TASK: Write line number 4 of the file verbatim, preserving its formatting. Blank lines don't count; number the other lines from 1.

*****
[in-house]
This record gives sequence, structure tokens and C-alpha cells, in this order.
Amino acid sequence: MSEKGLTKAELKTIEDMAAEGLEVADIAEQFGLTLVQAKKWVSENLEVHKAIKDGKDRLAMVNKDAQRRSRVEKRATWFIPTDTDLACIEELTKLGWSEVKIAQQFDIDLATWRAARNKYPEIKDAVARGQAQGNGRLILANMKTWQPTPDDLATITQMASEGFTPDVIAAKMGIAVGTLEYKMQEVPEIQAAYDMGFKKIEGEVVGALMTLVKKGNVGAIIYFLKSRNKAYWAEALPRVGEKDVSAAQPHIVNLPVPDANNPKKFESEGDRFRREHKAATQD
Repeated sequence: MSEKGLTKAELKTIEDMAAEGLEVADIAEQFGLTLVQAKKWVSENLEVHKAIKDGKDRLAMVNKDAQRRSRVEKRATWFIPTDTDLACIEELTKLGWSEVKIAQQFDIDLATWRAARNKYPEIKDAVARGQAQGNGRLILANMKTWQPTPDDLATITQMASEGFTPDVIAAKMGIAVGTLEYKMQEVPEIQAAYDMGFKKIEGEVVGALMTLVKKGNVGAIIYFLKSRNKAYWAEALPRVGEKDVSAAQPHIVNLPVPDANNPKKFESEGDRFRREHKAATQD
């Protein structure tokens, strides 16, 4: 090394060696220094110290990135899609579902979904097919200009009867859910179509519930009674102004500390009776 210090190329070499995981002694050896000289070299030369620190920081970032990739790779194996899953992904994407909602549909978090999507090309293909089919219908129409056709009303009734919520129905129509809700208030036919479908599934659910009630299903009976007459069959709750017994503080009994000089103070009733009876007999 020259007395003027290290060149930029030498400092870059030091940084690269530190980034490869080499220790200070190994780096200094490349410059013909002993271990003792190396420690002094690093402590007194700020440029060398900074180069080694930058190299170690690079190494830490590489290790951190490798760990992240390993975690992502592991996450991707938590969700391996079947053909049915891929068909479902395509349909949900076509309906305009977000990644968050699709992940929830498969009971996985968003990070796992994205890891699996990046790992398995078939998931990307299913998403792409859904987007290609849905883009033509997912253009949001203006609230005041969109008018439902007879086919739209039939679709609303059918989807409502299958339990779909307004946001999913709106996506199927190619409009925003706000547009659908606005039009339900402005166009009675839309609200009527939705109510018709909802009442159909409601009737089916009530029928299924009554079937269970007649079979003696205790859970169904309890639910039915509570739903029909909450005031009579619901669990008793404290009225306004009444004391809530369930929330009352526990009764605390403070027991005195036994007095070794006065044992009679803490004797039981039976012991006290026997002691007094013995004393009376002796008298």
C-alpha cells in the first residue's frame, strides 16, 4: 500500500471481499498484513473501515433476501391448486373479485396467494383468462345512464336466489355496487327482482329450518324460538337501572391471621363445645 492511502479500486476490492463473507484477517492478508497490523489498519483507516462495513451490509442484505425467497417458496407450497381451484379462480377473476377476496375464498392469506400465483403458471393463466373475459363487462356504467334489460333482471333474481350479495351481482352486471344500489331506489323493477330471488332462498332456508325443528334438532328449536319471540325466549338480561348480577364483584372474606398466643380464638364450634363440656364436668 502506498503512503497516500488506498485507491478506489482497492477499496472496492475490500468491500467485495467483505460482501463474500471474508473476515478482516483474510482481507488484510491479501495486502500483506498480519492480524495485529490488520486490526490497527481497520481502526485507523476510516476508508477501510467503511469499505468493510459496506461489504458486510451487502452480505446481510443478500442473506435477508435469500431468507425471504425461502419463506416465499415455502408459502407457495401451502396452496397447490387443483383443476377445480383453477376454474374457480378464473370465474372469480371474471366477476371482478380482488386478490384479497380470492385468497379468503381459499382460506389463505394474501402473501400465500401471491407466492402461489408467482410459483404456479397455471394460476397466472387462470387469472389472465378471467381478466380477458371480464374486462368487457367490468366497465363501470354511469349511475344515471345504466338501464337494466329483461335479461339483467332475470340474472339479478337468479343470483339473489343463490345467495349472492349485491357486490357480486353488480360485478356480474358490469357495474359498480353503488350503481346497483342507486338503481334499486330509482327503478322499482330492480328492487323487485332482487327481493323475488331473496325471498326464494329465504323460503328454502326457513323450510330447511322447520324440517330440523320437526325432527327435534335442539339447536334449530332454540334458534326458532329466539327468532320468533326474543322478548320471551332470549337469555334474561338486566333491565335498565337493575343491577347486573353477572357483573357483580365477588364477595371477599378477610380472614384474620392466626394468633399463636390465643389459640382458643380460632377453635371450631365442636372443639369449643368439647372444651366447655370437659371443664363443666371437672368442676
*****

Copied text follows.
Repeated sequence: MSEKGLTKAELKTIEDMAAEGLEVADIAEQFGLTLVQAKKWVSENLEVHKAIKDGKDRLAMVNKDAQRRSRVEKRATWFIPTDTDLACIEELTKLGWSEVKIAQQFDIDLATWRAARNKYPEIKDAVARGQAQGNGRLILANMKTWQPTPDDLATITQMASEGFTPDVIAAKMGIAVGTLEYKMQEVPEIQAAYDMGFKKIEGEVVGALMTLVKKGNVGAIIYFLKSRNKAYWAEALPRVGEKDVSAAQPHIVNLPVPDANNPKKFESEGDRFRREHKAATQD